Yes, it would be no more than the most flimsy sort of imagining if it were not really and practically possible because this type of union already exists in the 50 American states and the American Constitution gives the Congress the power in Article IV Section 3  to admit new states. If all North American politicians acted morally in the true interest of all North Americans, they could give us the benefits of the free movement of all capital and all labor in a huge union of free citizens free to live in any state they choose with full universal democratic rights.  We have already on the North American continent from the North Pole to the southern border of Mexico no nation-state. History has been pushing North America for thousands of years to develop without nations. Let’s finally go all the way and create for ourselves the fantastic benefit of living in 97 united states.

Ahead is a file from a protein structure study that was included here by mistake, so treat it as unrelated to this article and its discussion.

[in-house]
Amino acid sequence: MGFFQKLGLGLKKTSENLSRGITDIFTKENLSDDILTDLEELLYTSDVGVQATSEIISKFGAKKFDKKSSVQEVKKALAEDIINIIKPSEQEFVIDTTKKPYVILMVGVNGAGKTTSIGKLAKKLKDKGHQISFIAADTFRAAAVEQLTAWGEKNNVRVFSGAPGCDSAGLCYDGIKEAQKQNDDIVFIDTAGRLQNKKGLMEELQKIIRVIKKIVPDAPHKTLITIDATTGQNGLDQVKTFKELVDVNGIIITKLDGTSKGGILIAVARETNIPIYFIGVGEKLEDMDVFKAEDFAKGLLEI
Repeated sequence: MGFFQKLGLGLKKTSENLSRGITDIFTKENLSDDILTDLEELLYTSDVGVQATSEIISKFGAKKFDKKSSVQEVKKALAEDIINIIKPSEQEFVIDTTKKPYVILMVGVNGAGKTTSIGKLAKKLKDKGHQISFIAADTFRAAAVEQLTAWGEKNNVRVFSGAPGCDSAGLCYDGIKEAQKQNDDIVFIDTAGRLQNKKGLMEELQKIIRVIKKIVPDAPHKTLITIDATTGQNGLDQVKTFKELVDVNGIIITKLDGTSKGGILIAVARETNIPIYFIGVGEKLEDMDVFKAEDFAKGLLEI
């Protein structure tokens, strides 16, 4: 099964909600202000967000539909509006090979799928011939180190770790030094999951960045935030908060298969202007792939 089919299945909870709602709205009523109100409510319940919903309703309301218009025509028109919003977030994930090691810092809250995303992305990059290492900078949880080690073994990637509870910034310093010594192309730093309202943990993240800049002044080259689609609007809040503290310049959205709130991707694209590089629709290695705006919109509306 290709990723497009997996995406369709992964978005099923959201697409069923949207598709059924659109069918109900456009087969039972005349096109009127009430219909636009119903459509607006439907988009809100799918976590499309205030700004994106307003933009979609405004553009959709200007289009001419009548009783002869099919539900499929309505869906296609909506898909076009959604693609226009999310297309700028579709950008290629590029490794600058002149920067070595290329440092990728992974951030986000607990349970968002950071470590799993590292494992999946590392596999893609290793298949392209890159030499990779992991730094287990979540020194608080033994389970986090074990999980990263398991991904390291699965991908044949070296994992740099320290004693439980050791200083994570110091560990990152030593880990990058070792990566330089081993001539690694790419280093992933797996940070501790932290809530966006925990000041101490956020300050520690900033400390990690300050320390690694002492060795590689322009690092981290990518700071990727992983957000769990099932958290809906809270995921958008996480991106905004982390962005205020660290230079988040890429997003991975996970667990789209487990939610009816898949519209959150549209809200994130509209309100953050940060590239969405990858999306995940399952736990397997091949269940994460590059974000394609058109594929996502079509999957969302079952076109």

The Civil War caused a radical power shift but it never resulted in the birth of a nation. However, there was a need to unify a post war America that welcomed and put to work 20 million immigrants. School children soon began pledging allegiance every school day to a nation. The Pledge of Allegiance expressed the altered state of the union thus: “I pledge allegiance to the flag of the United States of America and to the republic for which it stands, one nation indivisible with liberty and justice for all.” The 13 red and white stripes stretched across the flag represent the 13 original states of the union. The stars on the flag represent the 13 original states and all subsequent states admitted to the union by bills passed by the Congress. The stars and stripes express the union’s complexity. The Pledge of Allegiance simplifies it. It states that all the states taken together are a republic. And it states that this republic is one nation. Since it is impossible logically and practically to form a nation out of 50 sovereign states and so many immigrants coming from all parts of the world, the pledge should be seen as an effort to strengthen loyalty to Washington. Old Americans and new Americans had to learn that there could be no liberty and justice for all and no union without a powerful government in Washington. A corrected pledge, one in harmony with our true history and a more authentic basis for our loyalty to Washington, would be: “I pledge allegiance to the flag of the United States of America and to the republics for which it stands, one perpetual union indivisible with liberty and justice for all.” By 1959, there were 50 states and, adding the government in Washington, 51 republics. The Federal Government, although it is not a state, is certainly, with its duties outlined in the Constitution and its great powers, one republic. In the future we hope it will be the central government of a worldwide union of states and then it will be the head of something much greater than one nation.